Everyone knows dialing 911 is the surest way to get help in an emergency. But what about texting it – is that as safe? In a strange, eyebrow-raising twist to logic, a new service geared to do just that might not be the most foolproof way to reach out in an emergency. So what’s really going on here?
Defying what would seem to be common sense and logic, the introduction of the texting service Text-911 has not been fully integrated with all telecommunication carriers. A slew of companies, including AT&T, Verizon, Sprint and T-Mobile all plan to roll out the service nationwide by May 15, 2014. But smaller wireless providers won’t be onboard nearly as early. And without prior knowledge of which services are online and which aren’t, the bounce-back factor for users in emergency situations is sure to be high in the coming months.
To make matters even more dicey, geolocation will not be included with the first rollout. And not all areas will be set up with the PSAPs, or Public Safety Answering Points program, which means even if your telecom provider supports text-911, your local emergency response system may not.
This is a service slated to provide help to people with disabilities, who may find it easier to text 911 then call it. These days about 70 percent of all 911 calls are placed on cell phones – and with texting so prevalent, emergency situations with limited time and other unforeseen obstacles may make texting a more ideal choice to get help.
Roger Entner, an analyst at Recon Analytics and the author of The Wireless Industry: The Essential Engine of US Economic Growth, thinks the service could be a positive – if people could use it. He says the main problem, and danger, is implementation. Or the lack thereof.
“More than 10 percent of wireless users are not included in the first go-around and don’t even know it,” he explained. “Only a few over-the-top text providers are included, adding to the confusion and potential for serious harm. Customers of regional carriers and smaller messaging app providers are potentially getting hurt as they may think that their 911 texts are going through, but they disappear into thin air without a bounce-back message.”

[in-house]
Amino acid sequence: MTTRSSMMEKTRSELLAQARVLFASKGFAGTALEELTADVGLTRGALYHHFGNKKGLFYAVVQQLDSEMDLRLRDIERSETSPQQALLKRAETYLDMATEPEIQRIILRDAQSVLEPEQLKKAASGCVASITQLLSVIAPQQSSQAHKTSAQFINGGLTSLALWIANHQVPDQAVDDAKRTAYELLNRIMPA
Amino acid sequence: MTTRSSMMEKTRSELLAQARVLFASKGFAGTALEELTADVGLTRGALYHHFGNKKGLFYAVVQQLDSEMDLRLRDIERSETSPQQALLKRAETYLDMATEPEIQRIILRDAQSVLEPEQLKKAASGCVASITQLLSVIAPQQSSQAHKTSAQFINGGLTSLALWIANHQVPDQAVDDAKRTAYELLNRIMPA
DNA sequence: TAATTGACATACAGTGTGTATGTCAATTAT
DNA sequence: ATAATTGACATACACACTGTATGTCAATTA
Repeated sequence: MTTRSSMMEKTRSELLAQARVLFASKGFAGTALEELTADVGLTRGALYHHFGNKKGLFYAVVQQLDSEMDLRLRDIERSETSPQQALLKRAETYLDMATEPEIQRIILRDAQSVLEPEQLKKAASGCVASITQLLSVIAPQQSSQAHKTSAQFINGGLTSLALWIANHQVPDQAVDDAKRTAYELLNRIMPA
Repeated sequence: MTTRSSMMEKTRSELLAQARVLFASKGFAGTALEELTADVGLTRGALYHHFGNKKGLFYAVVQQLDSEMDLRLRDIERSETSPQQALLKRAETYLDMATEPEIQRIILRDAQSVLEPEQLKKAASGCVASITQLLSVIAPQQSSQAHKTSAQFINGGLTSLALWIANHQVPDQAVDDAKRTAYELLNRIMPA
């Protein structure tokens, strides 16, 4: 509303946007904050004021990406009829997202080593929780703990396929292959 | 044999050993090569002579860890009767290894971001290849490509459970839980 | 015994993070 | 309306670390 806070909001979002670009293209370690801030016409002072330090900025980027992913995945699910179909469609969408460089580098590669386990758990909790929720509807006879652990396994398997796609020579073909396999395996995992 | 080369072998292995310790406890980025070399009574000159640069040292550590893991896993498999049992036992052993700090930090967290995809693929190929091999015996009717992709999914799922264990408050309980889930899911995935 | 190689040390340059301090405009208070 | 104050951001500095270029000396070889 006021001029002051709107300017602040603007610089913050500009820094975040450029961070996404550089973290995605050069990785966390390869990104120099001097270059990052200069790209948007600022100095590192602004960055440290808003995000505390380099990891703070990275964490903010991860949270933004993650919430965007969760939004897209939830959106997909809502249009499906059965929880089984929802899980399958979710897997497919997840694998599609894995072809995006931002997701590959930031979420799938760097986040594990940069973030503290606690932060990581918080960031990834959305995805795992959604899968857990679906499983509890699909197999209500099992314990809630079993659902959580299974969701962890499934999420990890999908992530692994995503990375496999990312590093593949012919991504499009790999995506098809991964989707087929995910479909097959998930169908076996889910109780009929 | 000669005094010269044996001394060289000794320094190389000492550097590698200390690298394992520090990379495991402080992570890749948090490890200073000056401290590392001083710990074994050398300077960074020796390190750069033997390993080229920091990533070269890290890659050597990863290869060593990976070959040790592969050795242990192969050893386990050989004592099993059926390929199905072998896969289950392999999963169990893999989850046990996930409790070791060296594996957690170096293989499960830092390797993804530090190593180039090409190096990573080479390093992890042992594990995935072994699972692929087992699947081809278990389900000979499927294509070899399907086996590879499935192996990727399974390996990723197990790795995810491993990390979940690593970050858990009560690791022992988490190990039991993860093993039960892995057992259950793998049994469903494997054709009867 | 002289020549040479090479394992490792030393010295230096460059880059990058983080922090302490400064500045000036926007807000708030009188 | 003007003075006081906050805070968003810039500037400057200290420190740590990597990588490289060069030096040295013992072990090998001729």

There’s another barrier to the service, says Marc O’Krent, the president and founder of the answering service the Telephone Connection. If the geolocation function is not enabled, users will still have to text their location to responders, further complicating and adding a hurdle to the process. And a danger to people as response time is a major factor in emergencies.
“Without geolocation that shows the exact location of the wireless caller, the 911 call or text from a wireless phone is potentially useless and dangerous because the person dialing 911 or texting 911 still may have to report their location to the agency answering the phone on the other end.” O’Krent said. “In an emergency situation that just adds stress and potential danger to what could already be a life or death matter.”
With lawmakers slow to implement change, and telecom providers also toeing the line, right now there’s no true solution to this texting problem — except for people to simply pick up their phone and dial 911 instead of texting it. With a little more than a year to go before the service is rolled out nationwide, and other telecom providers not yet even scheduled to launch, the best call is making one.